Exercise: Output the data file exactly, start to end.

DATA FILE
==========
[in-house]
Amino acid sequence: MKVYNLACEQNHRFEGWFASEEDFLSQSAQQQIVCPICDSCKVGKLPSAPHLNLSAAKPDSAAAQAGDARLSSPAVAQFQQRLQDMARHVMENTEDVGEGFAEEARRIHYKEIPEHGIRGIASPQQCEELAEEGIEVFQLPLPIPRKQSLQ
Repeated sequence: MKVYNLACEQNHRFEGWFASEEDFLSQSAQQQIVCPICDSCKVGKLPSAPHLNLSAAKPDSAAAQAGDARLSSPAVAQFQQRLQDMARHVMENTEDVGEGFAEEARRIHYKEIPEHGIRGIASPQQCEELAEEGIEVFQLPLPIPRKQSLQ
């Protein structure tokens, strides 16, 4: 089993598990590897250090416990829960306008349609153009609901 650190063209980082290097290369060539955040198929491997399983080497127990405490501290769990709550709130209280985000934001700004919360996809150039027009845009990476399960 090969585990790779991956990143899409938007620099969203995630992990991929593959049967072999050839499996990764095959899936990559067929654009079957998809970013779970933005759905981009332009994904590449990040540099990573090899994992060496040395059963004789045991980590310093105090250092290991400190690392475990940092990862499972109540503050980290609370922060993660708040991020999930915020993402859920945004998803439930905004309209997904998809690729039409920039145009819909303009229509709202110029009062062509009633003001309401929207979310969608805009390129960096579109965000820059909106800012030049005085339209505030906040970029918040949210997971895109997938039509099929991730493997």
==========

[in-house]
Amino acid sequence: MKVYNLACEQNHRFEGWFASEEDFLSQSAQQQIVCPICDSCKVGKLPSAPHLNLSAAKPDSAAAQAGDARLSSPAVAQFQQRLQDMARHVMENTEDVGEGFAEEARRIHYKEIPEHGIRGIASPQQCEELAEEGIEVFQLPLPIPRKQSLQ
Repeated sequence: MKVYNLACEQNHRFEGWFASEEDFLSQSAQQQIVCPICDSCKVGKLPSAPHLNLSAAKPDSAAAQAGDARLSSPAVAQFQQRLQDMARHVMENTEDVGEGFAEEARRIHYKEIPEHGIRGIASPQQCEELAEEGIEVFQLPLPIPRKQSLQ
């Protein structure tokens, strides 16, 4: 089993598990590897250090416990829960306008349609153009609901 650190063209980082290097290369060539955040198929491997399983080497127990405490501290769990709550709130209280985000934001700004919360996809150039027009845009990476399960 090969585990790779991956990143899409938007620099969203995630992990991929593959049967072999050839499996990764095959899936990559067929654009079957998809970013779970933005759905981009332009994904590449990040540099990573090899994992060496040395059963004789045991980590310093105090250092290991400190690392475990940092990862499972109540503050980290609370922060993660708040991020999930915020993402859920945004998803439930905004309209997904998809690729039409920039145009819909303009229509709202110029009062062509009633003001309401929207979310969608805009390129960096579109965000820059909106800012030049005085339209505030906040970029918040949210997971895109997938039509099929991730493997």